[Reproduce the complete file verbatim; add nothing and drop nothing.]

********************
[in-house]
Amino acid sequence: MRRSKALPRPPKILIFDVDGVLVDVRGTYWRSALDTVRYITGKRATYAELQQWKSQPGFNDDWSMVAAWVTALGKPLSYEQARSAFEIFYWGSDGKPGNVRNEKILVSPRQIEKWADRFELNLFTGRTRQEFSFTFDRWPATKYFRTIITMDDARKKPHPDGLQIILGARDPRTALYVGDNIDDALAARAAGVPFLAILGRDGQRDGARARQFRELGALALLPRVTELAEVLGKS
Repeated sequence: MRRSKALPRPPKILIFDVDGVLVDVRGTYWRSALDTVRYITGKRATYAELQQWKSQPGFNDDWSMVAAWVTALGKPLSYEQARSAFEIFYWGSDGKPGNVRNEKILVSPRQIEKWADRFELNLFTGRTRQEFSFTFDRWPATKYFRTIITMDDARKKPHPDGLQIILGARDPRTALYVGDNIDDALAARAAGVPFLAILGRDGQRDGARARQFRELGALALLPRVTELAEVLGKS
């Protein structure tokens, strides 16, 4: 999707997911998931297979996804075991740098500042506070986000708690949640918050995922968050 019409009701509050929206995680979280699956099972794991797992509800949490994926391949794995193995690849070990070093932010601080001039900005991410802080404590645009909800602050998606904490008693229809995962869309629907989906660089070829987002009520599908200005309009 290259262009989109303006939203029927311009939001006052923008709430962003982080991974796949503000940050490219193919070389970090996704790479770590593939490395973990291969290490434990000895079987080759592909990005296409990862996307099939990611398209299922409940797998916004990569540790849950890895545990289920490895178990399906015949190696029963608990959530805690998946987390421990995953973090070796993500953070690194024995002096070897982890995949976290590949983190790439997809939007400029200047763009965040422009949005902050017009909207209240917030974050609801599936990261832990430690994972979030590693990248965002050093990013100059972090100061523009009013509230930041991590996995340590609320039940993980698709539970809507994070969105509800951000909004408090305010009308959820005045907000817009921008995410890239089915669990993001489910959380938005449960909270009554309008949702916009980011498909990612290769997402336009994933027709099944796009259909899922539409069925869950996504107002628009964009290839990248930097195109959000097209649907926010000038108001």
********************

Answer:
[in-house]
Amino acid sequence: MRRSKALPRPPKILIFDVDGVLVDVRGTYWRSALDTVRYITGKRATYAELQQWKSQPGFNDDWSMVAAWVTALGKPLSYEQARSAFEIFYWGSDGKPGNVRNEKILVSPRQIEKWADRFELNLFTGRTRQEFSFTFDRWPATKYFRTIITMDDARKKPHPDGLQIILGARDPRTALYVGDNIDDALAARAAGVPFLAILGRDGQRDGARARQFRELGALALLPRVTELAEVLGKS
Repeated sequence: MRRSKALPRPPKILIFDVDGVLVDVRGTYWRSALDTVRYITGKRATYAELQQWKSQPGFNDDWSMVAAWVTALGKPLSYEQARSAFEIFYWGSDGKPGNVRNEKILVSPRQIEKWADRFELNLFTGRTRQEFSFTFDRWPATKYFRTIITMDDARKKPHPDGLQIILGARDPRTALYVGDNIDDALAARAAGVPFLAILGRDGQRDGARARQFRELGALALLPRVTELAEVLGKS
């Protein structure tokens, strides 16, 4: 999707997911998931297979996804075991740098500042506070986000708690949640918050995922968050 019409009701509050929206995680979280699956099972794991797992509800949490994926391949794995193995690849070990070093932010601080001039900005991410802080404590645009909800602050998606904490008693229809995962869309629907989906660089070829987002009520599908200005309009 290259262009989109303006939203029927311009939001006052923008709430962003982080991974796949503000940050490219193919070389970090996704790479770590593939490395973990291969290490434990000895079987080759592909990005296409990862996307099939990611398209299922409940797998916004990569540790849950890895545990289920490895178990399906015949190696029963608990959530805690998946987390421990995953973090070796993500953070690194024995002096070897982890995949976290590949983190790439997809939007400029200047763009965040422009949005902050017009909207209240917030974050609801599936990261832990430690994972979030590693990248965002050093990013100059972090100061523009009013509230930041991590996995340590609320039940993980698709539970809507994070969105509800951000909004408090305010009308959820005045907000817009921008995410890239089915669990993001489910959380938005449960909270009554309008949702916009980011498909990612290769997402336009994933027709099944796009259909899922539409069925869950996504107002628009964009290839990248930097195109959000097209649907926010000038108001």